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Nor Iron Bars A Cage

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At the age of four hundred, Prince Loki attended the royal council meetings without fail. That was his place as the younger prince, when the elder was carrying out the more pressing duty of killing people on other planets. Accordingly, the day after their return from Nornheim Loki limped into the council chamber. Even healing stones had not eradicated his injuries, not yet.

“You are so fortunate that your brother was able to carry you to safety when you fell, Loki.” Egil, one of Odin’s most fawning advisors, made sure to be the first to express this sentiment, darting a quick glance to make certain his king heard it. “Thor’s warrior prowess shall be renowned throughout the realms!”

“No doubt.” That was all Loki trusted himself to say. He had not sustained his injuries in battle, but at the hands of Thor and the few survivors Loki had managed to get to safety.

It was Loki’s own fault. In the aftermath of their narrow escape, the terror still coursing through his veins, he had blurted out his intention of telling Odin precisely what Thor had done: charged into battle, despite Loki’s urging, against a vastly superior force. Nearly Asgard’s entire force had been slaughtered. By veiling them in smoke, Loki had made it possible for himself, Thor, and the four warriors who happened to be closest to escape.

All of the survivors - Fandral, Hogun, Volstagg and the Lady Sif - preferred to credit their survival to the crown prince’s valor rather than to the younger prince’s effeminate magic tricks. The five of them had beaten Loki within an inch of his life to ensure his silence on the matter.

Loki had begun to muster seiðr to defend himself, but he had depleted it too much making their escape. He had to be carried back to Asgard when they were done with him.

Loki had known since adolescence that his fate was to devote his life to serving Asgard by coaxing King Thor out of his more idiotic decisions. That was the day he saw clearly what the consequences of this fate would likely be.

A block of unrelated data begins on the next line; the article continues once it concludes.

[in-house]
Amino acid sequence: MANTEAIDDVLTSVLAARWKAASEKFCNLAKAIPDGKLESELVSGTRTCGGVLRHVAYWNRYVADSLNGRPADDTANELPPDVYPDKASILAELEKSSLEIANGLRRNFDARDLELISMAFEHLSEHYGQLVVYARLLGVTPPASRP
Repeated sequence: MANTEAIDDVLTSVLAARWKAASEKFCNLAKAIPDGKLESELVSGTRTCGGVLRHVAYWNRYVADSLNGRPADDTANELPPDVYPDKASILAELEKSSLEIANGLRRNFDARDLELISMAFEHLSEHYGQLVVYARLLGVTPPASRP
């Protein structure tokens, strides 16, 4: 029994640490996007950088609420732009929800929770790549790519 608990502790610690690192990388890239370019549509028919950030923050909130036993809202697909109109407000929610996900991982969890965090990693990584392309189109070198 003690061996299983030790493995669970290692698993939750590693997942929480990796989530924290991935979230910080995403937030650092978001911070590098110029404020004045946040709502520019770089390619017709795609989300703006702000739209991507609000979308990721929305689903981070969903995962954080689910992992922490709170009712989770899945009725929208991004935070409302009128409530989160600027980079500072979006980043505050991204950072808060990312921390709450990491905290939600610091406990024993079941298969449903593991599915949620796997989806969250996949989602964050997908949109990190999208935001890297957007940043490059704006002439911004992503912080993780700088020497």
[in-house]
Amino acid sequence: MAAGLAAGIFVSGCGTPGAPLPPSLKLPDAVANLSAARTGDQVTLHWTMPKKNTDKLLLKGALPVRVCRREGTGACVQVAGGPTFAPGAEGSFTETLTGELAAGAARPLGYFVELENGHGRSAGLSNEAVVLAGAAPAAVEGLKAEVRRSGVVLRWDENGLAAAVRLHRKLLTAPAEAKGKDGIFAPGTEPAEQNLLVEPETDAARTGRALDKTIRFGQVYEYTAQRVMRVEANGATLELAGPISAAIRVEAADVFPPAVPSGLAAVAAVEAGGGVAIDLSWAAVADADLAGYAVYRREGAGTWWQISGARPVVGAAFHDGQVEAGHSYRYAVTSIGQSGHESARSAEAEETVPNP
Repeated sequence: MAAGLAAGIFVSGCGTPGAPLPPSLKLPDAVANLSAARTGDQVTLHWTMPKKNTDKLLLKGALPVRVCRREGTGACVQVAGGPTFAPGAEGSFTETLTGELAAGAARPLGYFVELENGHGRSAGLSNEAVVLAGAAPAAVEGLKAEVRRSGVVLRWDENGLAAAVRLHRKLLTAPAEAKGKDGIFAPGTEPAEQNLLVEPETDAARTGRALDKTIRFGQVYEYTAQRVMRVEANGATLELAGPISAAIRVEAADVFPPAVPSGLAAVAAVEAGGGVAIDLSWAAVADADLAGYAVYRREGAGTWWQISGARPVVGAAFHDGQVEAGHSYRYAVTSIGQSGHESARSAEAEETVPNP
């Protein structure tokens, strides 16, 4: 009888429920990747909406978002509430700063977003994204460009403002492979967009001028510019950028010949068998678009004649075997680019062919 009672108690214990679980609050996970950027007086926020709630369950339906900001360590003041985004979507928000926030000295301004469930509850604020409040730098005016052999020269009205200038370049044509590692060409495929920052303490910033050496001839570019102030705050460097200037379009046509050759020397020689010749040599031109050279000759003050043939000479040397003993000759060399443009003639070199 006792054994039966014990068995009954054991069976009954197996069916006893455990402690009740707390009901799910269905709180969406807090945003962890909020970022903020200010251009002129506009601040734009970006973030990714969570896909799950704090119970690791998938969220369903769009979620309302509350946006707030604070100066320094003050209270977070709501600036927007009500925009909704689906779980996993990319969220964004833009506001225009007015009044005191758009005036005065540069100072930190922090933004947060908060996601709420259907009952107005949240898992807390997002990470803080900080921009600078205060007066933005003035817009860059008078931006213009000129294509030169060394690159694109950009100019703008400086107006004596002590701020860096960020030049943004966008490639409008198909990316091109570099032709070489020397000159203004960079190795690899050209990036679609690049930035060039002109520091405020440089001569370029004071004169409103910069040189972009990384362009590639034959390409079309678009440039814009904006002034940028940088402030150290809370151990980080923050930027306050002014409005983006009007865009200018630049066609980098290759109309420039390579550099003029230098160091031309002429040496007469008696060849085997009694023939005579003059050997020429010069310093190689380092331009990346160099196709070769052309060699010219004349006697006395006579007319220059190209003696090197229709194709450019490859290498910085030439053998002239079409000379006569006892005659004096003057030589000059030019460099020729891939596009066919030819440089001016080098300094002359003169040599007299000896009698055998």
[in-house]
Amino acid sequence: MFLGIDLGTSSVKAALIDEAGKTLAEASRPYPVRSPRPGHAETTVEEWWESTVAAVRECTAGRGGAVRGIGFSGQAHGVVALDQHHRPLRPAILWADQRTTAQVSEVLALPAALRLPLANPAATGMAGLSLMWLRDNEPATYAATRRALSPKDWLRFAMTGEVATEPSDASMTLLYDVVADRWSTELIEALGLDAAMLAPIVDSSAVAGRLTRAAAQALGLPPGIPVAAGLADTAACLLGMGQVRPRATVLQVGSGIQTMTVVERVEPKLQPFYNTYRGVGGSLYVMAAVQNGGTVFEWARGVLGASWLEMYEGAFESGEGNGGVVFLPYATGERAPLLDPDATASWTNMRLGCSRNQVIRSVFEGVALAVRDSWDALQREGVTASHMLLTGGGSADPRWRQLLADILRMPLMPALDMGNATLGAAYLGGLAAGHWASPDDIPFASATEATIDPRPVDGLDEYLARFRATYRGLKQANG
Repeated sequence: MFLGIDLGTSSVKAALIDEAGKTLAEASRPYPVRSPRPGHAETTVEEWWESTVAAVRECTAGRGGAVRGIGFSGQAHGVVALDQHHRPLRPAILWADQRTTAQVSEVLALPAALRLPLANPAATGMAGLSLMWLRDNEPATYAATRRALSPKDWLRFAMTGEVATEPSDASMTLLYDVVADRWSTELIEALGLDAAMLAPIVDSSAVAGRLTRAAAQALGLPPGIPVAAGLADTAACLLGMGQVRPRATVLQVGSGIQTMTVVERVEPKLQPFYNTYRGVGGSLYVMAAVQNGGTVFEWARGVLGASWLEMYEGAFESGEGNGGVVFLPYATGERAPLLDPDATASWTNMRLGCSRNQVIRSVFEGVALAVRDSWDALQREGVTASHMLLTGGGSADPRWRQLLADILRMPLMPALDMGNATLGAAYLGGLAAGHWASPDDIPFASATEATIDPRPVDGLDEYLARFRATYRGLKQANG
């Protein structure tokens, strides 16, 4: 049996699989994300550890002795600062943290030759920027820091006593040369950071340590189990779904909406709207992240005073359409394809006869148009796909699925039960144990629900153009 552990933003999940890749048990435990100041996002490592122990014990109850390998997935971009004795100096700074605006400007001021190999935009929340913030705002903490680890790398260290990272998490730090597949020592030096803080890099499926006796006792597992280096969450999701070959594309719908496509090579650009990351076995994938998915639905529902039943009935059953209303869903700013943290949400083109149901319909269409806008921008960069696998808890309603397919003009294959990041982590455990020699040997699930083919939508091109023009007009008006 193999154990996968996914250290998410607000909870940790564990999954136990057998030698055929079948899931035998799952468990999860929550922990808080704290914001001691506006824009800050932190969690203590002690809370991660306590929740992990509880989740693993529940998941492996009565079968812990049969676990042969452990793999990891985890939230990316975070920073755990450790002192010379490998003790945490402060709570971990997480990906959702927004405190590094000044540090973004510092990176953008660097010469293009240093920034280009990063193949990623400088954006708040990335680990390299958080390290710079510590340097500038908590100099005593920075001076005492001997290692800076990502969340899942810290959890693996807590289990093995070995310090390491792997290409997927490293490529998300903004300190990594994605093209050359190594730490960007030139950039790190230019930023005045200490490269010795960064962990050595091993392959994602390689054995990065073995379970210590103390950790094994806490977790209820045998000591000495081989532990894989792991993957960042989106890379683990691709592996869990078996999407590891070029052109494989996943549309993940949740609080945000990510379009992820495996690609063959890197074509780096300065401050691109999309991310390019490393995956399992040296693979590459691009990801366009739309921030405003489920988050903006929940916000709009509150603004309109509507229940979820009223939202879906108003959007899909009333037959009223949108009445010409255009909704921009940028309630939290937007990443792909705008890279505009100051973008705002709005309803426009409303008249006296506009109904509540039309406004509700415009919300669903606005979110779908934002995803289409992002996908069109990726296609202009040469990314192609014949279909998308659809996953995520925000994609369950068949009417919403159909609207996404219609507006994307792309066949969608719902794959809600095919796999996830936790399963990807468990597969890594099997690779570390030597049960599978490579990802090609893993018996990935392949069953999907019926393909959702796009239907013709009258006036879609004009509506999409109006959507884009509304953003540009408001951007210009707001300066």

Now in the council, Loki waited until more pressing matters had been discussed and resolved before making his proposal. “The healers say I will not be fit for battle again for weeks yet. In the meantime, I thought I might make myself useful to Asgard by questioning the prisoners in our dungeon. They may have knowledge of potential rebels against Odin’s rule, or the locations of powerful relics.”

Some members of the royal council considered this an excellent idea. Others did not much care. Odin indifferently allowed Loki to carry out his project, even made (yet another) implicit offer of affection if Loki learned anything of value.

Loki learned a great deal of value. The implied reward of Odin’s affection was not delivered. But Loki did achieve his primary objective: to leave a bit of seiðr in each cell.

Someday, when King Thor became angry at his brother and chief advisor, if only he threw him into the dungeon instead of killing him, Loki would have an escape.

After planting escapes for himself in every corner of Asgard’s dungeon, Loki set himself to the project of making himself as hard to kill as possible. Centuries later, when he tried to kill himself and instead endured the agony of passing through a wormhole alive and then was captured and tortured by a being almost as evil as Odin himself, Loki would reconsider the wisdom of this measure. But it was done.

Loki had expected that Thor would be the king who sent him to the dungeon. Instead, it was Odin.

But still Loki reaped the benefit of his foresight after being imprisoned after his not-brother dragged him back from Midgard, by opening a wormhole he had planted centuries before against the day of Asgard’s betrayal, and stepping through it to freedom.